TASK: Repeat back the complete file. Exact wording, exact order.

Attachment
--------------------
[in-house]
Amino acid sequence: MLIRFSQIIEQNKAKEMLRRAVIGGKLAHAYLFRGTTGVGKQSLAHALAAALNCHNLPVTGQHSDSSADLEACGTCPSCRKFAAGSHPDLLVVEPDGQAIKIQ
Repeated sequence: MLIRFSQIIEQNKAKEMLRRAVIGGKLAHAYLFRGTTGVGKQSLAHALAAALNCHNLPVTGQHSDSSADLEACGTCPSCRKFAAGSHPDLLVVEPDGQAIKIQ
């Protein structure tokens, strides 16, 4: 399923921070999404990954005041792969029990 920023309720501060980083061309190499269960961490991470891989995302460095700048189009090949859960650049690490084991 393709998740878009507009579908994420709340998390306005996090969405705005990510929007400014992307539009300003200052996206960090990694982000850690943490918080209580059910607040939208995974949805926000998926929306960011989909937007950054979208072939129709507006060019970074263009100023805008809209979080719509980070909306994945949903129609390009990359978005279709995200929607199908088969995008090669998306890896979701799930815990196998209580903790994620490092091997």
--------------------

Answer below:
[in-house]
Amino acid sequence: MLIRFSQIIEQNKAKEMLRRAVIGGKLAHAYLFRGTTGVGKQSLAHALAAALNCHNLPVTGQHSDSSADLEACGTCPSCRKFAAGSHPDLLVVEPDGQAIKIQ
Repeated sequence: MLIRFSQIIEQNKAKEMLRRAVIGGKLAHAYLFRGTTGVGKQSLAHALAAALNCHNLPVTGQHSDSSADLEACGTCPSCRKFAAGSHPDLLVVEPDGQAIKIQ
């Protein structure tokens, strides 16, 4: 399923921070999404990954005041792969029990 920023309720501060980083061309190499269960961490991470891989995302460095700048189009090949859960650049690490084991 393709998740878009507009579908994420709340998390306005996090969405705005990510929007400014992307539009300003200052996206960090990694982000850690943490918080209580059910607040939208995974949805926000998926929306960011989909937007950054979208072939129709507006060019970074263009100023805008809209979080719509980070909306994945949903129609390009990359978005279709995200929607199908088969995008090669998306890896979701799930815990196998209580903790994620490092091997």